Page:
Fine Food in the Frat
- By Jules Older
THE GREEN / STUDENT LIFE
Fine food in the frat
by Jules Older ’62
Across more than twenty years, Villa Tragara in Waterbury built a strong following among Vermonters and tourists with a love for exquisite Italian cuisine from the kitchen of chef/owner Antonino Di Ruocco. But life, like the restaurant business, is seldom a straight or easy path. In 2001, Di Ruocco and his wife sold the business and divorced. Three years later, the chef faced a “six months to live” cancer diagnosis.
But Di Ruocco, a native of Capri, Italy, endured. He credits it to three things: Giving up smoking, excellent medical intervention, and the helpful and supporting care of his mother-in-law and ex-wife, Tish. “Even though we are divorced, Tish is the love of my life,” he says.
After all he’d been through, the question was what was next for an aging chef-owner with a southern Italian accent in northern Vermont? Become a line cook? A sous chef? A waiter? All extremely physically demanding.
Then, in March 2009, a friend spotted an ad on Craigslist—Alpha Gamma Rho fraternity at UVM looking for a cook. Di Ruocco applied and was deemed overqualified. Seriously overqualified. Somebody else got the position, but didn’t work out. In September, the ad went in again. Di Ruocco applied again. “This time they called me for an interview. I brought two desserts, a Torta Caprese (a flourless chocolate cake), and a lemon Tiramisu.”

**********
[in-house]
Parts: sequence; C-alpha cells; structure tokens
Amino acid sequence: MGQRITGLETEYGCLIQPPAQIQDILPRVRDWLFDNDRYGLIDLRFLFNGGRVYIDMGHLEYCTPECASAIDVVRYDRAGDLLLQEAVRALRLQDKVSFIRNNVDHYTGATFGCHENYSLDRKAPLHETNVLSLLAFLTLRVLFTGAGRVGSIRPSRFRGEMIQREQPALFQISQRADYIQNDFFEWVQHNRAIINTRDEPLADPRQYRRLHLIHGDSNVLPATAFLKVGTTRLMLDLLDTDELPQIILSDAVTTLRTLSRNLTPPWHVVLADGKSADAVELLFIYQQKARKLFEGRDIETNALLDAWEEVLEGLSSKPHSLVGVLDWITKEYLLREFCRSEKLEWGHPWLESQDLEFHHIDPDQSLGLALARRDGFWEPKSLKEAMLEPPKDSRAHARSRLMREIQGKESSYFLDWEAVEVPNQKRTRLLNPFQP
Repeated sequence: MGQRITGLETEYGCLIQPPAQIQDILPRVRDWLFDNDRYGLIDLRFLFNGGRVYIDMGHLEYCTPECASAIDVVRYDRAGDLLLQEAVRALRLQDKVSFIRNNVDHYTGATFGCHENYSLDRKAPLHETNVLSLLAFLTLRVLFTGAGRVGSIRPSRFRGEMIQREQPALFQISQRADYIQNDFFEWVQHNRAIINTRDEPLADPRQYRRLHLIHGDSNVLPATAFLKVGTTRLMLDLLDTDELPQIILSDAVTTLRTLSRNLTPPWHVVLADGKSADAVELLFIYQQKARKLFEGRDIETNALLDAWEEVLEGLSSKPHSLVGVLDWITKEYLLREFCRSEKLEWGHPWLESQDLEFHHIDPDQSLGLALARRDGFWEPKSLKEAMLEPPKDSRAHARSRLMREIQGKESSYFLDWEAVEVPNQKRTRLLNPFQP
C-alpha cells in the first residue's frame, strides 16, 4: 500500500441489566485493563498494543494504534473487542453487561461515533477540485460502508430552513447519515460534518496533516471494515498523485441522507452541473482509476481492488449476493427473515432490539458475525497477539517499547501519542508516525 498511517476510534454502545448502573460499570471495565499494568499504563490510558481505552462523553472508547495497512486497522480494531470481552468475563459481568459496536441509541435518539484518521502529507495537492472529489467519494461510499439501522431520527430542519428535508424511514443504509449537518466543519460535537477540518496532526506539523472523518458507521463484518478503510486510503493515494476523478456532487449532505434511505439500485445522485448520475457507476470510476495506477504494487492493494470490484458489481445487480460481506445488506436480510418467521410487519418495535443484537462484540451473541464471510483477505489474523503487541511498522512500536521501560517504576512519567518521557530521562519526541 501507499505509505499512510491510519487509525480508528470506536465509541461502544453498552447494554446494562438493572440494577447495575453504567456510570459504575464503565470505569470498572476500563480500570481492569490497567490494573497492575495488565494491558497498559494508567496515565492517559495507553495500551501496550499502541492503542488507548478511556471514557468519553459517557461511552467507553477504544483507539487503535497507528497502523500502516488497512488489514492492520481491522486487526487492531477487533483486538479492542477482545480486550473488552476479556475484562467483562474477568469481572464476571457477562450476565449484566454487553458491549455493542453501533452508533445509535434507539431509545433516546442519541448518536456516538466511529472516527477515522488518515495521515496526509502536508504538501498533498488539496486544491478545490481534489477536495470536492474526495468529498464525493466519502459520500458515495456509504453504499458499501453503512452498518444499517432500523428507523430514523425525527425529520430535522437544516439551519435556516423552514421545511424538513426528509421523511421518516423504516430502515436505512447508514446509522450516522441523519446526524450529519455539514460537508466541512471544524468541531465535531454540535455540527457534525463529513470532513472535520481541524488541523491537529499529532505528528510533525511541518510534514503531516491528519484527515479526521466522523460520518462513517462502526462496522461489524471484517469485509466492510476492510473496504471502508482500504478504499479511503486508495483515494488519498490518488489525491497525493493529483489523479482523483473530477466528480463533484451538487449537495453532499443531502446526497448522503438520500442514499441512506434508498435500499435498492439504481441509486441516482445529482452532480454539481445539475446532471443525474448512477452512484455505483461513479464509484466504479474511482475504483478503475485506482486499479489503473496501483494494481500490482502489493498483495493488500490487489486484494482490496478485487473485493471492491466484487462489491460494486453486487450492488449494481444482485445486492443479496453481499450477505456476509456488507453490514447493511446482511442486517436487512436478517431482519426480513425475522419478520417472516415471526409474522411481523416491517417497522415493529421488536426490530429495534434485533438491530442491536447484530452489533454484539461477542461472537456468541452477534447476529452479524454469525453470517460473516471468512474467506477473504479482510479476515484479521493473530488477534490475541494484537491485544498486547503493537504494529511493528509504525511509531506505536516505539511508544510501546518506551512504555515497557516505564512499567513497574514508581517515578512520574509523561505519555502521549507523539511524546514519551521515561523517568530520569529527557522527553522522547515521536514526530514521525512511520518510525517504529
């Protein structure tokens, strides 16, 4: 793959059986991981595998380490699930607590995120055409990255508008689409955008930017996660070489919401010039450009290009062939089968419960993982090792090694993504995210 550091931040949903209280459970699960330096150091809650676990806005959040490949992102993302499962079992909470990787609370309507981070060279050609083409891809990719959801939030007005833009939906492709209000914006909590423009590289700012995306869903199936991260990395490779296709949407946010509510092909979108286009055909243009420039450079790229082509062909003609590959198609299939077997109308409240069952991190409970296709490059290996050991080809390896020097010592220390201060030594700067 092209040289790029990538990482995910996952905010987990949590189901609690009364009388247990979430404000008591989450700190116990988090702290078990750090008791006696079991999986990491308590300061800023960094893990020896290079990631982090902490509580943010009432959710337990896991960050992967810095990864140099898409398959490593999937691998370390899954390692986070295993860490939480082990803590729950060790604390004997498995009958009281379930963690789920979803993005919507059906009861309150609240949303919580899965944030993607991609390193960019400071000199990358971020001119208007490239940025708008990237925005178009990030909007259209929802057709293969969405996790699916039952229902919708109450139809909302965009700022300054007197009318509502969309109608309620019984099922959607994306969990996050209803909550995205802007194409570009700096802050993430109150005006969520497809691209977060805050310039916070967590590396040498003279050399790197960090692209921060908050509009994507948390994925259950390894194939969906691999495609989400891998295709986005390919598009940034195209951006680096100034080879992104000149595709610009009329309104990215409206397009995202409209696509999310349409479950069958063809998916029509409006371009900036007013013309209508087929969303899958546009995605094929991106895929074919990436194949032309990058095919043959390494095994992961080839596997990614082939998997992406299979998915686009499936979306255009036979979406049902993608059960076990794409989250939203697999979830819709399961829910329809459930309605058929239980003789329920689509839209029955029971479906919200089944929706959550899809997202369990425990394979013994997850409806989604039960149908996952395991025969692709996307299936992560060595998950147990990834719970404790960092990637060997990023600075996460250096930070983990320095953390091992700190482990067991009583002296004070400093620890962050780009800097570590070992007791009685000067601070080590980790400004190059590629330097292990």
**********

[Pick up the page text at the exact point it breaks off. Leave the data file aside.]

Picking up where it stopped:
So it is that Di Ruocco is alive and well and cooking in an unlikely place for a man with his chops—the kitchen of AGR fraternity on South Prospect Street. There's little doubt, the brothers now enjoy the best food on campus—perhaps on any campus. Alumni regularly drop by at lunch or dinnertime. Students have gone from fast-foodies to real foodies, with palates to match. The fraternity hosts special events, seasonal events, and charity events, such as an April 14 $60 a plate fundraiser for the American Cancer Society.
After cooking lunch for the house earlier in the day, dinner prep typically starts around 3 p.m., Di Ruocco says. By six o’clock, he rings the dinner bell over the sink. If he has extra money in his budget, he’ll do something special. On a recent week that meant a large pan of clams and mussels for linguini in clam sauce… to augment the roast pork in mushroom sauce. He’ll also cook up favorites from recipes the fraternity brothers bring from home—chicken pot pie, Mexican food, he even succumbed to a request for boxed macaroni and cheese garnished with Spam. “Never again,” he says.
Dinner done, the brothers take care of the dishes and cleaning the kitchen as Di Ruocco heads home. They’ve officially made him a fraternity brother and he sits down with them for their wide-ranging Monday house meetings. The chef brings both fine food and wise counsel to AGR.
Di Ruocco recalls a favorite moment. “Two years ago, a Russian boy, Dimitri, comes down to the kitchen and says, “Tony I've lost ten pounds.”
“Oh no,” I say. “Is there something wrong with the food?”
“No,” he tells me. “Before you came, we ate out and ate junk food. Now, because your food is so healthy and so natural, I'm in better shape.”
Here’s Joe Pappas, a sophomore from Bolton, Massachusetts: “Tony's food is the best we've ever had. He teaches us about good food through his cooking. And he also strives for us to be better at what we do—he's an influence in that way too.”
Alumni advisor Ron Paquette ’83 echoes Pappas. “Tony continues to cook incredible meals and instills the values of caring, friendship and responsibility. The brothers are so fortunate and blessed to have him.”